Generous and Fierce
 Steve Forbes was on the Early Show a few days ago, arguing, unsurprisingly, against placing a $500,000 cap on exec pay for companies receiving bailout money, as the Obama administration plans to do. He opined that placing a cap on exec pay would prohibit companies from attracting the talent they need. Let's hope this is true; I think we've had enough of the talent that got us into this mess. 
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The better holiday [Feb. 8th, 2009|01:24 pm]
Generous and Fierce
 It amuses me that the day before Valentine's Day is Friday the 13th. 
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The return of the misanthrope [Jan. 25th, 2009|08:43 pm]
Generous and Fierce
I'm going to have to start traveling with a divider -- a solid but thin rectangle that I can slip into the space between the double-seats on coach busses. Perhaps if I want to be super blunt, I'll customize my divider rectangle with a message; it will go something like this:

Dear fellow passenger: due to  rash of incidents in which seat mates cant seem to remember that they have paid for 1 seat, not 1 and 3/8 or so seats, this is here as a friendly reminder of the aforementioned transaction. This will remain here for the duration of our trip. In the case that you would like to slip me $7.87 [ (Cost of one-way ticket /8) x 3 ] , I will obligingly remove this divider.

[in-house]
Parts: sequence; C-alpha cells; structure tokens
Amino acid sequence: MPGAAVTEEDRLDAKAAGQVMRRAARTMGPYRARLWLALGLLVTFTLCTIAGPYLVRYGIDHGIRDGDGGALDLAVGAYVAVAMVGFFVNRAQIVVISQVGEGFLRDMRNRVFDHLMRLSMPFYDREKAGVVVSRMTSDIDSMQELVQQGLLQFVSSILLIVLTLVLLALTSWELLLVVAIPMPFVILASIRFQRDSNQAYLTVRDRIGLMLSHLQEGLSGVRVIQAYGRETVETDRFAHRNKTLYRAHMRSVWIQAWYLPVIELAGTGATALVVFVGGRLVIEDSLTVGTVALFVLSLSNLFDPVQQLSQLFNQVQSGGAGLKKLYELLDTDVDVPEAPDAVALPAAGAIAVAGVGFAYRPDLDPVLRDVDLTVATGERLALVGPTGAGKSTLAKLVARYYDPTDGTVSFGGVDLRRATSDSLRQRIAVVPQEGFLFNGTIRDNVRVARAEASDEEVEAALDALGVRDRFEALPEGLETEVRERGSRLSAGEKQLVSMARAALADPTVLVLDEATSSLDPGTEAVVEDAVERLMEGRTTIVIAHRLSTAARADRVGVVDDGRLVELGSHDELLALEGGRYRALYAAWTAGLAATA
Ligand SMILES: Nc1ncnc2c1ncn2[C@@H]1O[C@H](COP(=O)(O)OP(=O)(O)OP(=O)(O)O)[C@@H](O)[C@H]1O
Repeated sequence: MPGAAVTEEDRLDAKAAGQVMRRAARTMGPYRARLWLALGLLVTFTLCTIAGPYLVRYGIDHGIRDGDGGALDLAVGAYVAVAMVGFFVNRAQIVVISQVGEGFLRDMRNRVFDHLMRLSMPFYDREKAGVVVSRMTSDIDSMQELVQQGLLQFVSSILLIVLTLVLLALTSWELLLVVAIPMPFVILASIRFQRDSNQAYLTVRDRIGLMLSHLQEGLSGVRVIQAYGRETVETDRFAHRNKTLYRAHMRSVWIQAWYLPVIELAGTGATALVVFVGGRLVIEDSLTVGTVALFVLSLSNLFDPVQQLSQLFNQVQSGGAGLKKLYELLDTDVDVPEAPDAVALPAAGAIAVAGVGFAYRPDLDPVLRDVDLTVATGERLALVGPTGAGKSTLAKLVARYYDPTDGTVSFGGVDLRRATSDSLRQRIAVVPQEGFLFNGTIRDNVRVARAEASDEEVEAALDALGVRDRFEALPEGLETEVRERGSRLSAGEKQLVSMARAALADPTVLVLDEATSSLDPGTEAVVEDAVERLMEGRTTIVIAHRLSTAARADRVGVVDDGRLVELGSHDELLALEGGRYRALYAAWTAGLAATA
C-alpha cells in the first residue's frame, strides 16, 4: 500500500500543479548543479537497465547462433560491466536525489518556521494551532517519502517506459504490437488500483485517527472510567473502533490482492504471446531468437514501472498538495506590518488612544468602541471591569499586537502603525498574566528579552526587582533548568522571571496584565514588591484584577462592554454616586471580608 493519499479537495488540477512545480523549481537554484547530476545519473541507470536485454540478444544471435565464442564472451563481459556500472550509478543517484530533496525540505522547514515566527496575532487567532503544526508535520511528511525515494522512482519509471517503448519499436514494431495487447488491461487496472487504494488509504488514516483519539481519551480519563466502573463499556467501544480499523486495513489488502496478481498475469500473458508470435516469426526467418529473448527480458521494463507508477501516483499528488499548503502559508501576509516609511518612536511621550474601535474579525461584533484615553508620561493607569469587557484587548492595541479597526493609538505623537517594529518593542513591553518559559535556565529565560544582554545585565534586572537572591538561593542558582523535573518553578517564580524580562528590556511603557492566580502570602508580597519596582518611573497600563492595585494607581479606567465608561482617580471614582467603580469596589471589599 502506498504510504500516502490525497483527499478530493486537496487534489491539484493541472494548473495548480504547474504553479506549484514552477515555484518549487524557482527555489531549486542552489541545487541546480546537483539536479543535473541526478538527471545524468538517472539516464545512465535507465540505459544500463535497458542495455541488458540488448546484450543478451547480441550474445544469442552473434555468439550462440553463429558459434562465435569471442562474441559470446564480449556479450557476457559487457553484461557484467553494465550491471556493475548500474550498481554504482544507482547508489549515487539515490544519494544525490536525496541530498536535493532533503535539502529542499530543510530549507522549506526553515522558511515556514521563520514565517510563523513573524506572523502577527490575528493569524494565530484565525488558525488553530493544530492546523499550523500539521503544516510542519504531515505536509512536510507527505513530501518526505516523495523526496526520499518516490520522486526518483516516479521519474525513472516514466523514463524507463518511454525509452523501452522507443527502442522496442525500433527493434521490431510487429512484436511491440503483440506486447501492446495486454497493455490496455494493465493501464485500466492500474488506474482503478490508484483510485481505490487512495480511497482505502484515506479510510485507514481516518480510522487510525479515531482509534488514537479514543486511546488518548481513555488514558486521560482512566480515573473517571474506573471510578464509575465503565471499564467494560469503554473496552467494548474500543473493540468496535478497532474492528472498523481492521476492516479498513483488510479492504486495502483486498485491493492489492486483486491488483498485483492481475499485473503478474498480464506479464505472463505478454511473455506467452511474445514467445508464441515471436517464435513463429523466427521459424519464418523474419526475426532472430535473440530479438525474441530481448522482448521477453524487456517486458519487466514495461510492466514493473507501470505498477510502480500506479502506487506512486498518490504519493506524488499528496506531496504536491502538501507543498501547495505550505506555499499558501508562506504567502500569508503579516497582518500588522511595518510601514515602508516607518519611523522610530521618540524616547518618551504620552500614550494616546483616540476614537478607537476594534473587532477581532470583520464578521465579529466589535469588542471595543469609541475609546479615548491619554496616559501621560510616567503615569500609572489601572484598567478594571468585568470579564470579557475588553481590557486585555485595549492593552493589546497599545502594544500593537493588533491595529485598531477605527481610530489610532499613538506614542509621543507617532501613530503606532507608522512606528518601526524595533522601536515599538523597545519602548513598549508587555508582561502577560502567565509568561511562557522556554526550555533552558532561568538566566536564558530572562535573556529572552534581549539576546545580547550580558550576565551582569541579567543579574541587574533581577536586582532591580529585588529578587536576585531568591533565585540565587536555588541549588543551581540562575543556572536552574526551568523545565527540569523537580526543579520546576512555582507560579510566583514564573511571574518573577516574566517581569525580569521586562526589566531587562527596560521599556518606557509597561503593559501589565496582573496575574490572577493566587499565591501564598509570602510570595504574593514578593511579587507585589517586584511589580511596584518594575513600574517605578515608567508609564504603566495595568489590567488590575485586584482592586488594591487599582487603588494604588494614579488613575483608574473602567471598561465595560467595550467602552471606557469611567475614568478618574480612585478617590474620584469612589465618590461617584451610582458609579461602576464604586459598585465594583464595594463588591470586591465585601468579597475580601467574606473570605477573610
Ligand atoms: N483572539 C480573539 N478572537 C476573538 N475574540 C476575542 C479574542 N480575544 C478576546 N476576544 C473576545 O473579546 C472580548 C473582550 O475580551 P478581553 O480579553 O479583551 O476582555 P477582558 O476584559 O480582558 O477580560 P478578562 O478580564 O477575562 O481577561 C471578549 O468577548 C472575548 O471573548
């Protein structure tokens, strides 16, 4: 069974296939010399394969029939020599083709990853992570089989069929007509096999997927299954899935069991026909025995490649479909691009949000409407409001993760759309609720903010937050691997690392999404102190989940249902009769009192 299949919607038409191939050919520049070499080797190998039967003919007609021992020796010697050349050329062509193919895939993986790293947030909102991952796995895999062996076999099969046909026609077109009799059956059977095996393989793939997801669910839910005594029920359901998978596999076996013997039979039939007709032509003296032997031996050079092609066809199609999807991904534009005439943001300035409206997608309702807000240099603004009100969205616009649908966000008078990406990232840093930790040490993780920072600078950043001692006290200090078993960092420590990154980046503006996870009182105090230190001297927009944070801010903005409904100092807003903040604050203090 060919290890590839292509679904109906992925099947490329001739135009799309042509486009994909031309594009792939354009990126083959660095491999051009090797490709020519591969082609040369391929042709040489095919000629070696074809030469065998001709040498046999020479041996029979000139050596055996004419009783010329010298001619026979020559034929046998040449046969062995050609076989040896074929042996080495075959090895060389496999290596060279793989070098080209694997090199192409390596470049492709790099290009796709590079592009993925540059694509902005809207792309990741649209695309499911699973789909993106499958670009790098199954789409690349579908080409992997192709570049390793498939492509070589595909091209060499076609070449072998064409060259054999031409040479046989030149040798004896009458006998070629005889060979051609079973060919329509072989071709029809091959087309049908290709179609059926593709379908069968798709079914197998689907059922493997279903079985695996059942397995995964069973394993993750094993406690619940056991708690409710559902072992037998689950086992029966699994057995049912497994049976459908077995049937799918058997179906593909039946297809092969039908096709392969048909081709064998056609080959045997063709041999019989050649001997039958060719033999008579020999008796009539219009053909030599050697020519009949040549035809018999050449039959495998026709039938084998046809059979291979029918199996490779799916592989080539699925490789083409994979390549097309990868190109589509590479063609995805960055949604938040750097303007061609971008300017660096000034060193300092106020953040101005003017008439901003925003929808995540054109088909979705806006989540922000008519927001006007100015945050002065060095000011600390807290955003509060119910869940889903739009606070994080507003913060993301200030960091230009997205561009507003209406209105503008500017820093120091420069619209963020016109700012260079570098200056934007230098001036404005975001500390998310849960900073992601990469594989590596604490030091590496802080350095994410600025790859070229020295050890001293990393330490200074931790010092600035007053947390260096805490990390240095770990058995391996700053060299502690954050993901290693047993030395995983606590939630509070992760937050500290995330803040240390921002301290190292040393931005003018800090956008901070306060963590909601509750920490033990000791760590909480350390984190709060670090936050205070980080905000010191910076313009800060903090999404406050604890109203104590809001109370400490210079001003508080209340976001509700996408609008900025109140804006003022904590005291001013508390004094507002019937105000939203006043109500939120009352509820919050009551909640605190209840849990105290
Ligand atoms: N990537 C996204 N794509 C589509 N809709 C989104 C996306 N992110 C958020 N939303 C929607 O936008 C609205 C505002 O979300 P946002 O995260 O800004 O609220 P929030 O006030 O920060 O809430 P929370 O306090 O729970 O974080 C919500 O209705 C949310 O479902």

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Book list [Jan. 24th, 2009|12:00 pm]
Generous and Fierce
 Considering we are currently nearing the end of January, I suppose I should finally post my list of books read last year. Another small list, although, if I were being euphemistic, I could call it spare and well edited. Eh, not really. 

Here it is, in order of earliest to latest:

1. And Still We Rise: The Trials and Triumphs of Twelve Gifted Inner-City Students    Miles Corwin
2. Are Men Necessary?: When Sexes Collide     Maureen Dowd
3. The Yiddish Policeman's Union   Michael Chabon
4. Sputnik Sweetheart    Haruki Murakami
5. The Brooklyn Follies    Paul Auster 
6. This Land is Their Land: Notes from a Divided Land   Barbara Ehrenreich
7. Veronika Decides to Die    Paul Coelho
8. The Innocent    Ian McEwan
9. Americana   Don DeLillo
10. Begin Again: Collected Poems   Grace Paley
11. A Mercy   Toni Morrison
12. Taft    Ann Patchett
13. Being Dead   Jim Crace